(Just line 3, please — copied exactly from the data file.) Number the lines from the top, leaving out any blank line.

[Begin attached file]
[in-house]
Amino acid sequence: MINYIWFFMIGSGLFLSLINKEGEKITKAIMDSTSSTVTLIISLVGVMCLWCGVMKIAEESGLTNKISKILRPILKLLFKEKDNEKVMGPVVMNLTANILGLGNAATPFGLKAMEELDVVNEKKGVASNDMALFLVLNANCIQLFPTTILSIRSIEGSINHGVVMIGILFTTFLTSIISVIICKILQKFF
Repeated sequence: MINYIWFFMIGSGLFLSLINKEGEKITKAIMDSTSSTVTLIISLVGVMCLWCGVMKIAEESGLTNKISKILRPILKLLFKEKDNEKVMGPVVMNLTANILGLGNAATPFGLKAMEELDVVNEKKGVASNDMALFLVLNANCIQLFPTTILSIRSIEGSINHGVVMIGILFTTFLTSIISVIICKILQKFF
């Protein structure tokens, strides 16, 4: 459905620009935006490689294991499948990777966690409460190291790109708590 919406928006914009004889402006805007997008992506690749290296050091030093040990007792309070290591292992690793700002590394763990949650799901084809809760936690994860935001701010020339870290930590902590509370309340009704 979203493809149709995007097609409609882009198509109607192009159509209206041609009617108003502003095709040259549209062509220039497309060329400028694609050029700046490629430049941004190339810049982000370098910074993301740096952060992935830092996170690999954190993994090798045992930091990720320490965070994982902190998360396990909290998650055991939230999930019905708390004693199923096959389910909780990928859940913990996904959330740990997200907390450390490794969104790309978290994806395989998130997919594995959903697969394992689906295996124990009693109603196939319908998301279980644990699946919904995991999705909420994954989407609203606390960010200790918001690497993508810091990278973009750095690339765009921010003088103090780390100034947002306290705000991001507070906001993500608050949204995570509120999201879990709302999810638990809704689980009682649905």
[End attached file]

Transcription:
Repeated sequence: MINYIWFFMIGSGLFLSLINKEGEKITKAIMDSTSSTVTLIISLVGVMCLWCGVMKIAEESGLTNKISKILRPILKLLFKEKDNEKVMGPVVMNLTANILGLGNAATPFGLKAMEELDVVNEKKGVASNDMALFLVLNANCIQLFPTTILSIRSIEGSINHGVVMIGILFTTFLTSIISVIICKILQKFF